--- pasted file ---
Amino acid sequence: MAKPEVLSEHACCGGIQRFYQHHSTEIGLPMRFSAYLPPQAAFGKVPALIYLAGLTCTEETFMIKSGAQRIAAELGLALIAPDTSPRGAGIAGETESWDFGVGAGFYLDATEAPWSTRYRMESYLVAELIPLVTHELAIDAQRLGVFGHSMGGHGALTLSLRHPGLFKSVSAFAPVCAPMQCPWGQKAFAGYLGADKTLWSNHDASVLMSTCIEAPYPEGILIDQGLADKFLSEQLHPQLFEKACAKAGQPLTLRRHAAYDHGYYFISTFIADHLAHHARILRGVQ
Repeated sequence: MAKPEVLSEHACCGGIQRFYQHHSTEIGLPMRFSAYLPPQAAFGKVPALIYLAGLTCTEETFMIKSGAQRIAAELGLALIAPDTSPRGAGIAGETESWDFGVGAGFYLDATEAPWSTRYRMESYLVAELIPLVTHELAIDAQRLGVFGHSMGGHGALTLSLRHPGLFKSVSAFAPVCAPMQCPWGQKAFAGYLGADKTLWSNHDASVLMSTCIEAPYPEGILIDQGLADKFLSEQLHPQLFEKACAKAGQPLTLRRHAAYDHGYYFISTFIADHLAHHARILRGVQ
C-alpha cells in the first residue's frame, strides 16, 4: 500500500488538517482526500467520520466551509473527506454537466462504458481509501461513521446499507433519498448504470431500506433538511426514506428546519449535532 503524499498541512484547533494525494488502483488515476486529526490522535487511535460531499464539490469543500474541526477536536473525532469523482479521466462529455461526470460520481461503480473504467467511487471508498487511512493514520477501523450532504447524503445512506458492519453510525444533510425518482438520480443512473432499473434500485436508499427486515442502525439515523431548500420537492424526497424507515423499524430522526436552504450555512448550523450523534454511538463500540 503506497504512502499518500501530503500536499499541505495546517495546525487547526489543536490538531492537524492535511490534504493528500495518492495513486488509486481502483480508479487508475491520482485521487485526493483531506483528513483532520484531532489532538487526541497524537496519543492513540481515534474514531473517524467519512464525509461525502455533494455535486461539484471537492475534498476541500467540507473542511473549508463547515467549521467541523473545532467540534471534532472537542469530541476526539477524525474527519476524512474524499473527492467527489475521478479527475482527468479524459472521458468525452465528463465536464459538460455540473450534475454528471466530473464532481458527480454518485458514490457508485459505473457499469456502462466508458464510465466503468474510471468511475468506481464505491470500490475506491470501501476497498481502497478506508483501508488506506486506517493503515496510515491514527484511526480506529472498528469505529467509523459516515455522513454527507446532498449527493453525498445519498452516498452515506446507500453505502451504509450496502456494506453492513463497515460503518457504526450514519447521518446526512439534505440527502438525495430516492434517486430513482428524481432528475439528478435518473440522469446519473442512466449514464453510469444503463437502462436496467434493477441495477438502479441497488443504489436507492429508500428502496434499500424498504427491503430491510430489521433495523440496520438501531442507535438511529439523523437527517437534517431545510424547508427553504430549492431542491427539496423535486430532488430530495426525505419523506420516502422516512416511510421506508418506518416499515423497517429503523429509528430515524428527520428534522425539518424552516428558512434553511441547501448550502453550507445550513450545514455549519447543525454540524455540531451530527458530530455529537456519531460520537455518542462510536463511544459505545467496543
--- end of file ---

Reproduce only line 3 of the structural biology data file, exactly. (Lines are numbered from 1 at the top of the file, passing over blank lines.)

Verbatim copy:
C-alpha cells in the first residue's frame, strides 16, 4: 500500500488538517482526500467520520466551509473527506454537466462504458481509501461513521446499507433519498448504470431500506433538511426514506428546519449535532 503524499498541512484547533494525494488502483488515476486529526490522535487511535460531499464539490469543500474541526477536536473525532469523482479521466462529455461526470460520481461503480473504467467511487471508498487511512493514520477501523450532504447524503445512506458492519453510525444533510425518482438520480443512473432499473434500485436508499427486515442502525439515523431548500420537492424526497424507515423499524430522526436552504450555512448550523450523534454511538463500540 503506497504512502499518500501530503500536499499541505495546517495546525487547526489543536490538531492537524492535511490534504493528500495518492495513486488509486481502483480508479487508475491520482485521487485526493483531506483528513483532520484531532489532538487526541497524537496519543492513540481515534474514531473517524467519512464525509461525502455533494455535486461539484471537492475534498476541500467540507473542511473549508463547515467549521467541523473545532467540534471534532472537542469530541476526539477524525474527519476524512474524499473527492467527489475521478479527475482527468479524459472521458468525452465528463465536464459538460455540473450534475454528471466530473464532481458527480454518485458514490457508485459505473457499469456502462466508458464510465466503468474510471468511475468506481464505491470500490475506491470501501476497498481502497478506508483501508488506506486506517493503515496510515491514527484511526480506529472498528469505529467509523459516515455522513454527507446532498449527493453525498445519498452516498452515506446507500453505502451504509450496502456494506453492513463497515460503518457504526450514519447521518446526512439534505440527502438525495430516492434517486430513482428524481432528475439528478435518473440522469446519473442512466449514464453510469444503463437502462436496467434493477441495477438502479441497488443504489436507492429508500428502496434499500424498504427491503430491510430489521433495523440496520438501531442507535438511529439523523437527517437534517431545510424547508427553504430549492431542491427539496423535486430532488430530495426525505419523506420516502422516512416511510421506508418506518416499515423497517429503523429509528430515524428527520428534522425539518424552516428558512434553511441547501448550502453550507445550513450545514455549519447543525454540524455540531451530527458530530455529537456519531460520537455518542462510536463511544459505545467496543